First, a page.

Teen throws 'Hallobash' to help raise awareness for mental healt - WALB.com, South Georgia News, Weather, Sports

Teen throws 'Hallow-Bash' to help raise awareness for mental health

Tiffany said the staff at BHS has helped her in many ways, and Hallow-Bash was one way she thought of to give back. (Source: WALB) Tiffany said the staff at BHS has helped her in many ways, and Hallow-Bash was one way she thought of to give back. (Source: WALB)
Each room was decorated for Tuesday night's Hallow-Bash. (Source: WALB) Each room was decorated for Tuesday night's Hallow-Bash. (Source: WALB)
While the event was meant to be fun, every game also helped participants learn how to cope. (Source: WALB) While the event was meant to be fun, every game also helped participants learn how to cope. (Source: WALB)
Tiffany Evans, event organizer (Source: WALB) Tiffany Evans, event organizer (Source: WALB)
Amy Gaiss, BHS therapist (Source: WALB) Amy Gaiss, BHS therapist (Source: WALB)
VALDOSTA, GA (WALB) -

A Valdosta teenager is raising awareness for mental health through a Hallow-Bash. 

She said she wants to show anyone who is suffering with mental illness that they are not alone. 

Walking through the hallways of Behavioral Health Services (BHS) in Valdosta was a little spooky on Tuesday. 

Each room was decorated for Tuesday night's Hallow-Bash. The event was planned and organized by Tiffany Evans, 16. She said that it's much more than just a party.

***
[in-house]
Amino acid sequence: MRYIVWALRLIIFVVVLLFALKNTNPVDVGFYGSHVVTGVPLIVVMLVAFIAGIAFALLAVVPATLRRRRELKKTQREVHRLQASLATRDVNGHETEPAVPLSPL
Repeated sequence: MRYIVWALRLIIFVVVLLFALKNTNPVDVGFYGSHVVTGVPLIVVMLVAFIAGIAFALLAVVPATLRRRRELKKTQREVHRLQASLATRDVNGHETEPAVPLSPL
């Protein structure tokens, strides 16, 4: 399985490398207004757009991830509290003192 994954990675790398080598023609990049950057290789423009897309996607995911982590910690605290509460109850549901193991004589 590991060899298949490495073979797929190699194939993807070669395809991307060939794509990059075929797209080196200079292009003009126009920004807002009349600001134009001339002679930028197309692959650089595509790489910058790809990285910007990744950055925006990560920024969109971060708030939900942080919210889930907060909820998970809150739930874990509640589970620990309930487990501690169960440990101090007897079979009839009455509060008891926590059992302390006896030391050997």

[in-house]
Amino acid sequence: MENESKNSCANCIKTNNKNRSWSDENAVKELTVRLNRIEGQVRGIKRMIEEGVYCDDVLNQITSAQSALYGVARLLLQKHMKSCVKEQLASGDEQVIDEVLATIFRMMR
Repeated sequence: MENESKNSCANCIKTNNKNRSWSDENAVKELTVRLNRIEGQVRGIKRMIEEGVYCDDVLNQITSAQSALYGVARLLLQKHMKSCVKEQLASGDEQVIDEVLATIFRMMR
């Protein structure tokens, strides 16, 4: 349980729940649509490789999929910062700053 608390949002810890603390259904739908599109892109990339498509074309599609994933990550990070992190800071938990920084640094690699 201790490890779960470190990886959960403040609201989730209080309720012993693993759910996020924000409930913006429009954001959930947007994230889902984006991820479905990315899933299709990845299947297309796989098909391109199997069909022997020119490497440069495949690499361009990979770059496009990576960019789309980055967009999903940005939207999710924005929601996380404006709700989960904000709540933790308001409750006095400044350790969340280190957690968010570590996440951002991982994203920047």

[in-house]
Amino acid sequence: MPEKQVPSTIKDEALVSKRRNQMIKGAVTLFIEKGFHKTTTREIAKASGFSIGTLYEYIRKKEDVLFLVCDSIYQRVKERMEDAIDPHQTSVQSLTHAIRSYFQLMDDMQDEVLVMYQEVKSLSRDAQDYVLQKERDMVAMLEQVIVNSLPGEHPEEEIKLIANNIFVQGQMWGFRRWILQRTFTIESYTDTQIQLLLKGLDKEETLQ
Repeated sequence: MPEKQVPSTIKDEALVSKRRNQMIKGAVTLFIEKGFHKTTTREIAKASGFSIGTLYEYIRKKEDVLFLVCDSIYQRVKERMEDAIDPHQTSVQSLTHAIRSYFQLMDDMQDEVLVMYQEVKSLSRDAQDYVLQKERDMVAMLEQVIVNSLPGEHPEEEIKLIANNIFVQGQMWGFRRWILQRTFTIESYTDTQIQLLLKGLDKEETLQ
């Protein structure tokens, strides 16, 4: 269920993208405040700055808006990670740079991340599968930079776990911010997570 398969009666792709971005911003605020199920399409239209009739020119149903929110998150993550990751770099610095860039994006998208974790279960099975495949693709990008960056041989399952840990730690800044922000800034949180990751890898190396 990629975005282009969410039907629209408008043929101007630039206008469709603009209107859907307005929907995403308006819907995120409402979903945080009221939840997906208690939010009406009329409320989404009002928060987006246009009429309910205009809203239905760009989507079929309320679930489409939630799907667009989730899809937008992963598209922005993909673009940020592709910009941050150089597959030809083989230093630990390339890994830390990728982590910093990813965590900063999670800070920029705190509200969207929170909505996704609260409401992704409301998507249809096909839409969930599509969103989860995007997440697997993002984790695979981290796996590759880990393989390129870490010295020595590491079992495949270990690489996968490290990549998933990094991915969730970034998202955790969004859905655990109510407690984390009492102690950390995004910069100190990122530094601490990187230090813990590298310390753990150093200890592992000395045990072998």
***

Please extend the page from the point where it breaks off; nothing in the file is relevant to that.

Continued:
"I just wanted to say there's somebody out there who can help you," explained Evans. "You can talk to somebody." 

In fact, there are a lot of young people like her. BHS in Valdosta saw 351 minors in September alone. 

Tiffany said the staff at BHS has helped her in many ways, and Hallow-Bash was one way she thought of to give back. 

"They helped me to deal with my depression," said Evans. 

"I'm definitely proud of Tiffany, that's the feeling that comes to mind," explained Evan's therapist with BHS, Amy Gaiss. 

Gaiss said that Tiffany has grown in many ways throughout this experience

"Tiffany herself has developed more self confidence," said Gaiss. "She's making more friends at school." 

While the event was meant to be fun, every game also helped participants learn how to cope.

"They get some great coping skills throughout the clinic," explained Gaiss. "Stress balls. There's going to be bubbles for deep breathing." 

Even a simple beanie bag toss made a big difference.

"Each beanie bag represents a positive thing in your life and you're supposed to feed it to the monster," said Evans. 

The event was open to all Behavioral Health Service families.

Copyright 2016 WALB. All rights reserved. 

Powered by Frankly